How U.S. Surgical Is Healing

Once a glamour stock that soared as high as 131 a share in early 1992, U.S. Surgical (USS) has come back to earth since and currently trades at 34. Analysts aren't thrilled anymore by this maker of laparoscopic products, surgical sutures and staplers, and ultrasound devices. Profit disappointments, caused mainly by pricing pressure and growing competition from larger rivals, have made buy ratings from the Street increasingly rare.

But lately the stock has displayed signs of renewed life, trading well above its 52-week low of 23 reached in early December. And some traders say the stock has shown upside momentum, with volume on several days hitting more than 1 million shares--or twice its average daily volume.

Why this new interest? A longtime watcher of U.S. Surgical thinks some pros are accumulating shares on the belief that either Abbott Laboratories or American Home Products is considering a move on the company.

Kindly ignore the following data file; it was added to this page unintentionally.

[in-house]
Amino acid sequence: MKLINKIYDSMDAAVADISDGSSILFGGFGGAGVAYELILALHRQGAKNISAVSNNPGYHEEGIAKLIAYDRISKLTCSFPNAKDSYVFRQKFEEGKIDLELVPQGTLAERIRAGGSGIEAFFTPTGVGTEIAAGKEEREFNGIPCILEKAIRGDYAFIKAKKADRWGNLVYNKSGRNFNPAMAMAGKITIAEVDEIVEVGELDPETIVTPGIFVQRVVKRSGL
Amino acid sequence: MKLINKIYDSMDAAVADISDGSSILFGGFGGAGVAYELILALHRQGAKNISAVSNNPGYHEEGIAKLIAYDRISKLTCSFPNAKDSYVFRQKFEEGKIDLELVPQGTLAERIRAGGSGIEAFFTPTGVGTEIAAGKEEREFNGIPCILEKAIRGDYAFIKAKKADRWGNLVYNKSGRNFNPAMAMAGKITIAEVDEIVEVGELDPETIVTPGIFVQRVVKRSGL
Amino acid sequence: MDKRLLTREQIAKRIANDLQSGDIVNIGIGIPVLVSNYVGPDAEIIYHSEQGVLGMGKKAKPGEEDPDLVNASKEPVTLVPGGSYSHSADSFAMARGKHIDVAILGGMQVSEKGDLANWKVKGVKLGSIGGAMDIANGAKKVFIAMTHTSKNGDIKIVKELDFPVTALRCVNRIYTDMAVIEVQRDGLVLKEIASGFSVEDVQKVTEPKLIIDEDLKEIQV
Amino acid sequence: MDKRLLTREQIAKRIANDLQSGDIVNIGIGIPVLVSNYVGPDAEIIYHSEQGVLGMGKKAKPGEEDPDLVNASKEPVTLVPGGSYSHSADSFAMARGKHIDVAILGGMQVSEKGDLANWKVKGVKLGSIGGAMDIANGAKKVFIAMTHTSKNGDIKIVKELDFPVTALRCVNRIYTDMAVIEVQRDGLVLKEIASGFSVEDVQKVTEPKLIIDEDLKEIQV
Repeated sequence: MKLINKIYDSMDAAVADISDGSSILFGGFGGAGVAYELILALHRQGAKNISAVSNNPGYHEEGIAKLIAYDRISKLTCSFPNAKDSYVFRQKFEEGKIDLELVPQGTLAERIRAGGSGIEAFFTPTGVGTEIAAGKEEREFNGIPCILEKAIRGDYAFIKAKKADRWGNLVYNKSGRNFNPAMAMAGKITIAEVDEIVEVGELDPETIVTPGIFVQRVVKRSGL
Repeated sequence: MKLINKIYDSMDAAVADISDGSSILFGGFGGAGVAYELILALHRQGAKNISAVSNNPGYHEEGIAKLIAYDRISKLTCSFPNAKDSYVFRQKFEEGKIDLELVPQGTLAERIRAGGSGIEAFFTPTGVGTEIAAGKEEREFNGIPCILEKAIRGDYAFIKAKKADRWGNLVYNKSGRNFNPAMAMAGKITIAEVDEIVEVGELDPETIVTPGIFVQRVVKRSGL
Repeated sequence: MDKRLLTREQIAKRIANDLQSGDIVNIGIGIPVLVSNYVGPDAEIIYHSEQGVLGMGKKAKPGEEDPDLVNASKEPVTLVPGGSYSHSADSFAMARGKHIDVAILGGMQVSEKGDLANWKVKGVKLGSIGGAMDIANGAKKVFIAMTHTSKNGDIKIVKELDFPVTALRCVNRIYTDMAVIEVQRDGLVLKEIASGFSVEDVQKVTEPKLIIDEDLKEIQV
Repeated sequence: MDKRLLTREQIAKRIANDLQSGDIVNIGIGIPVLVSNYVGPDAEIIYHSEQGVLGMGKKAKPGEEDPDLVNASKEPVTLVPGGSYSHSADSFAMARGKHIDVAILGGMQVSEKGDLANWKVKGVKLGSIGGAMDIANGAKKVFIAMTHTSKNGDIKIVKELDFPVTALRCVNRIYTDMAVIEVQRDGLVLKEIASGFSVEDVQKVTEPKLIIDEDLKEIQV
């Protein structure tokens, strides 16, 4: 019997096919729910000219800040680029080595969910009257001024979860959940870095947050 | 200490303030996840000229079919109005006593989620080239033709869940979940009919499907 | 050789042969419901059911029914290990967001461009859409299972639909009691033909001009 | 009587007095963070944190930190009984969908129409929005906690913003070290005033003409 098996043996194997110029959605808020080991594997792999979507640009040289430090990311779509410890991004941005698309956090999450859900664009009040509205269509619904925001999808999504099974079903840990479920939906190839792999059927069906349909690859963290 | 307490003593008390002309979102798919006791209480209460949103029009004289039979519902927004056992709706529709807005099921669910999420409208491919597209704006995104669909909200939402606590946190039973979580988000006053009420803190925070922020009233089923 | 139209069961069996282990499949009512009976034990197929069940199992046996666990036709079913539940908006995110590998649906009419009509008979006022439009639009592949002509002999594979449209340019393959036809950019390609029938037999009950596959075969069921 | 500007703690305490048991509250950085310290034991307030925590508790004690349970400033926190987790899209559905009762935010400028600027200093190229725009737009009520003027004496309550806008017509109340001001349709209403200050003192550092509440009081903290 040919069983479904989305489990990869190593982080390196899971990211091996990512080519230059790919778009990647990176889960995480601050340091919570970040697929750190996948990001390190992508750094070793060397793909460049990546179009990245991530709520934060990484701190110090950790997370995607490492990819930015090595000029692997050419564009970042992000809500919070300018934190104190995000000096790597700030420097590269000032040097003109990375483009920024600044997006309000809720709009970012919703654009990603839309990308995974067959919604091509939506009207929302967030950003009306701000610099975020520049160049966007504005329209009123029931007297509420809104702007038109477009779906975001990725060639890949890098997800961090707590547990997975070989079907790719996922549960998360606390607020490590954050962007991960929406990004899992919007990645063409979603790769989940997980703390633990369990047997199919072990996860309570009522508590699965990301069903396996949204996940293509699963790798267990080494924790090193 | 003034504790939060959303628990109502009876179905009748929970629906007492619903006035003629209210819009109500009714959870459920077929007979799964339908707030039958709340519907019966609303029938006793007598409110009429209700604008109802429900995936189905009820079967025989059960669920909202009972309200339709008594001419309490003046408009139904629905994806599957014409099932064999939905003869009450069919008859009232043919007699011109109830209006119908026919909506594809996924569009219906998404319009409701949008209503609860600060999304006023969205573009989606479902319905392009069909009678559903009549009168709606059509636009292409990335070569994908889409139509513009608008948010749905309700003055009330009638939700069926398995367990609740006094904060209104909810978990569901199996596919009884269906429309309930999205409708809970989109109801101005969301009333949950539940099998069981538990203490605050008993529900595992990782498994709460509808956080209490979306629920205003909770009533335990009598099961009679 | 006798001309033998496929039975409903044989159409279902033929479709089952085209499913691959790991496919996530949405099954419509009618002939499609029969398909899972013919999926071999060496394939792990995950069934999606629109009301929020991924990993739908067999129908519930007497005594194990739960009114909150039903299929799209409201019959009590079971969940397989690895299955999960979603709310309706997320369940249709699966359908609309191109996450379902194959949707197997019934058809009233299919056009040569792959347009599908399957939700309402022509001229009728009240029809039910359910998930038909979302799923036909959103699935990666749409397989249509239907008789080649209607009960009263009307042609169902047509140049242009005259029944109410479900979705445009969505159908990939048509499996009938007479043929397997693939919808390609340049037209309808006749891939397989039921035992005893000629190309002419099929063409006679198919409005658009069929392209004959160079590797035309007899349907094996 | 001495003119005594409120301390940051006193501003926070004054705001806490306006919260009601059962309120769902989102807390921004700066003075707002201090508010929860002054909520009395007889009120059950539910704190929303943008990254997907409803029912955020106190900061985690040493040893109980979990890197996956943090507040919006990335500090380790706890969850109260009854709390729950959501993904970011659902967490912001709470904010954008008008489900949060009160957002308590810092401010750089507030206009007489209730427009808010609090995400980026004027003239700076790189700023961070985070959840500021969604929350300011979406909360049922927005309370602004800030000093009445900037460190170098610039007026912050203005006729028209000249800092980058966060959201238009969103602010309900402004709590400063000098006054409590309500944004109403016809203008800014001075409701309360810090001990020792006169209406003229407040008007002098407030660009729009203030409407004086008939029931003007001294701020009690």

"The story makes good sense," says a money manager who invests in medical-device and health-care stocks. "Both Abbott and AHP could use new medical products for the huge markets that they serve," he adds. And they can squeeze more efficiencies from U.S. Surgical's operations, especially in distributing products to hospitals worldwide. Revenues last year were $1.2 billion. This money runner thinks U.S. Surgical is worth 50 in a buyout. Vivian Wohl of Merrill Lynch figures it will earn $1.65 a share in 1998 and $1.96 in 1999.

A spokesman says AHP is always looking for opportunities. But he wouldn't comment on U.S. Surgical, which also declined comment.

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